“I loved the bonds we made during the pageant,” said Billie. “We got to know each other and help each other out.”

Blais-Billie wants to use her platform as Princess to bring the Tribe’s perspective to the world at large.

Miss Florida Seminole Durante Blais-Billie and Jr. Miss Florida Aubee Billie talk to attendees after a presentation about Seminole royalty at FGCU. (Photo Beverly Bidney)

“The program gives you a beautiful network of support from elders, the community and other young women. It is very uplifting and just the most wonderful thing ever.”

A lively question and answer period followed, starting with one from Gopher, who wanted to know how it felt to have young women look up to them.

“It’s one of the things I love most about it,” said Billie. “I was a Little Miss Florida Seminole before they ended the program. I want to bring it back to the Tribe.”

“Being a role model is very important,” added Blais-Billie. “It’s important to be able to see strong Indigenous women.”

Rev. Houston Cypress, of the Miccosukee Tribe, asked since past Princesses helped the current ones, what is their advice for the next Princess contestants?

“Don’t be afraid to be yourself,” Blais-Billie said. “I wasn’t sure what they were looking for in a Seminole woman, but there isn’t just one way to be a Seminole woman.”

Wilson noted that she didn’t have the opportunities these Princesses do, but the role of Princess is what each one makes it.

When the Princesses are out in the world, they invariably encounter individuals who may never have met a Native American. A question about how they educate those people was posed.

“Coming from the reservation to a private school, I get a lot of questions like that,” said Billie. “They even ask if we have running water and wash our clothes in a river.”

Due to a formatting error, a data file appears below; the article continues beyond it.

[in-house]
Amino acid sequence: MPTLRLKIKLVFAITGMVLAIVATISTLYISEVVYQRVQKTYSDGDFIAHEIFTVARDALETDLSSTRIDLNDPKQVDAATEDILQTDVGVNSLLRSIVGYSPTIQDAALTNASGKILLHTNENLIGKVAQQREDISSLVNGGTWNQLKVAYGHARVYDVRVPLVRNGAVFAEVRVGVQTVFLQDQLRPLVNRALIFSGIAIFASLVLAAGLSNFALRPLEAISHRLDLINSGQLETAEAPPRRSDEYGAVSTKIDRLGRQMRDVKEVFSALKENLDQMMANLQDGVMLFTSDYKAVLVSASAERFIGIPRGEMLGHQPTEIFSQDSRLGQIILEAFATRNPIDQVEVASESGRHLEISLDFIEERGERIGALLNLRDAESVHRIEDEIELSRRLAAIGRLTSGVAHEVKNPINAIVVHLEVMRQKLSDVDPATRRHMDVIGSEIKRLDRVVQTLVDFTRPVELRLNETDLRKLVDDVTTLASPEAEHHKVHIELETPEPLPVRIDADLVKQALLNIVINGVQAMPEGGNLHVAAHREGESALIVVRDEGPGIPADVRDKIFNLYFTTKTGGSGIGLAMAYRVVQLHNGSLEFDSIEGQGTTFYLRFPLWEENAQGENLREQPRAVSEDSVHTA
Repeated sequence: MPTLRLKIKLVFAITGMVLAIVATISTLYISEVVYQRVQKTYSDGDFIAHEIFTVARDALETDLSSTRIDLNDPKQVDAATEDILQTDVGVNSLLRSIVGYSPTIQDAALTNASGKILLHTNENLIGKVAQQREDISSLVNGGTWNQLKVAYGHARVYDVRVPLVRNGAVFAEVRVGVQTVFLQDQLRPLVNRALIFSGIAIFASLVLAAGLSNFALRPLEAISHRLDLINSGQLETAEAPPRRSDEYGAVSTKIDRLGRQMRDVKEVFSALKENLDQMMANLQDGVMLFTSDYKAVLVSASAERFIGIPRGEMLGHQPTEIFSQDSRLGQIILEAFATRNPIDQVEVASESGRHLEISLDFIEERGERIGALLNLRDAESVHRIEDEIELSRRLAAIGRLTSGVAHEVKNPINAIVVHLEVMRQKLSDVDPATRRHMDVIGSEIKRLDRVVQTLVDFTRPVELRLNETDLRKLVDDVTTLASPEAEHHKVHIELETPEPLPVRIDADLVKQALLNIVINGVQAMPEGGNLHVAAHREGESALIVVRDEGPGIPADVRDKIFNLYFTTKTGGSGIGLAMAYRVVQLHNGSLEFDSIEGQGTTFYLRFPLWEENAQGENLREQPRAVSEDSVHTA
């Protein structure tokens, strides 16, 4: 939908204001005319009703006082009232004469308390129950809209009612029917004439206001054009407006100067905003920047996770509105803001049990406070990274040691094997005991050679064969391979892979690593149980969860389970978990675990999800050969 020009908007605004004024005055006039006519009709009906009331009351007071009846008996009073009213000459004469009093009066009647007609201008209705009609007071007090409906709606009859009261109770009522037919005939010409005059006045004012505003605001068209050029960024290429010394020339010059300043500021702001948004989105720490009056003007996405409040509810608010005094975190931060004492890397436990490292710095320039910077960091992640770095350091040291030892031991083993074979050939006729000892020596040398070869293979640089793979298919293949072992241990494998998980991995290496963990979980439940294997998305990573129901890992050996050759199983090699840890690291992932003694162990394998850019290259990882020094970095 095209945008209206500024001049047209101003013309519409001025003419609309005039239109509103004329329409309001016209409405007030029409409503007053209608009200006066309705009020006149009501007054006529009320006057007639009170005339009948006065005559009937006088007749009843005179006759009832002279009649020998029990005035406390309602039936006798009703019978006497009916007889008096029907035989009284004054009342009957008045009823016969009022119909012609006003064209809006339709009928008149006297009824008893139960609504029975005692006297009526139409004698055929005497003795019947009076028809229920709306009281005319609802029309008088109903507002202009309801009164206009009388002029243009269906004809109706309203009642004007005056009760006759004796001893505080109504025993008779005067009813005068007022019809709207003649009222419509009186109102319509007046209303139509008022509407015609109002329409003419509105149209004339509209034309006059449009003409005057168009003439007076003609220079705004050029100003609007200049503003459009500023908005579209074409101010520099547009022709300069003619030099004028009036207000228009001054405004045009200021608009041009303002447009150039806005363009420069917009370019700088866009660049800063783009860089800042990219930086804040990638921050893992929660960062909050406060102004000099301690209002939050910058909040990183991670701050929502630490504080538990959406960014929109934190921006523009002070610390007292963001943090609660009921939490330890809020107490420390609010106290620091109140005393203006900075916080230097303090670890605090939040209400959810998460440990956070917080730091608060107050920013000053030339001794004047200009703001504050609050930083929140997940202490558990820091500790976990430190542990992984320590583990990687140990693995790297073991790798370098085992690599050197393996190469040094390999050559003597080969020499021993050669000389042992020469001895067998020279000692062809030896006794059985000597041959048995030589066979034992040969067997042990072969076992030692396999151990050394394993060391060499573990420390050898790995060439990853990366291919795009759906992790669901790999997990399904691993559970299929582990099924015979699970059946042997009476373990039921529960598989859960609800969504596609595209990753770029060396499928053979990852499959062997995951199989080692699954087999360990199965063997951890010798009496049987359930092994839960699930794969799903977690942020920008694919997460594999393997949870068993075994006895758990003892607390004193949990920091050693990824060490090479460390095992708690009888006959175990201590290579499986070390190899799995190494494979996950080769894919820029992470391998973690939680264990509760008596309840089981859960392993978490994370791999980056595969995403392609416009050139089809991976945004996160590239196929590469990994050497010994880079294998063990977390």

Billie said she tries to laugh at those questions and move on.

“I’ve learned to be diplomatic about it,” added Blais-Billie. “We have to have a lot of patience. In this role you have to maintain relationships and learn how to voice your opinions patiently.”

The Princesses were asked what living in a matrilineal society meant to them.

“I can’t imagine life without it,” said Blais-Billie. “It’s ingrained in our culture to respect our women.”

“It empowers us to reach our goals,” added Billie.

Wilson gave a more historical answer.

“We are the ones who helped us survive,” she said. “If there was an elder woman in your camp, you had to listen and respect her. It’s hard to think of any other way of life; it’s who we are.”

Someone in the audience of a couple dozen people, mostly students, asked if the pageant elevates the status of women.

“One of our main roles in the program is to maintain relationships outside of our community,” said Blais-Billie. “It shows we put women in respectful and responsible positions. We maintain our society and the pageant showcases the value of women.”

Kippenberger has been very present in the Tribe and outside of it since she was crowned April. The question was how it affected the pageant.

Wilson said it had a positive impact and may have been the reason so many more girls competed in the pageant.

“She brings so much opportunity to us and has brought a lot of attention to the Tribe,” Blais-Billie said.

“Her presence on pageant night helped us and made us all better contestants,” Billie added.

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Beverly Bidney
Beverly Bidney has been a reporter and photographer for The Seminole Tribune since 2012. During her career, she has worked at various newspapers around the country including the Muskogee Phoenix in Oklahoma, Miami Herald, Associated Press, USA Today and other publications nationwide. A NAJA award winning journalist, she has covered just about everything over the years and is an advocate for a strong press. Contact her at beverlybidney@semtribe.com.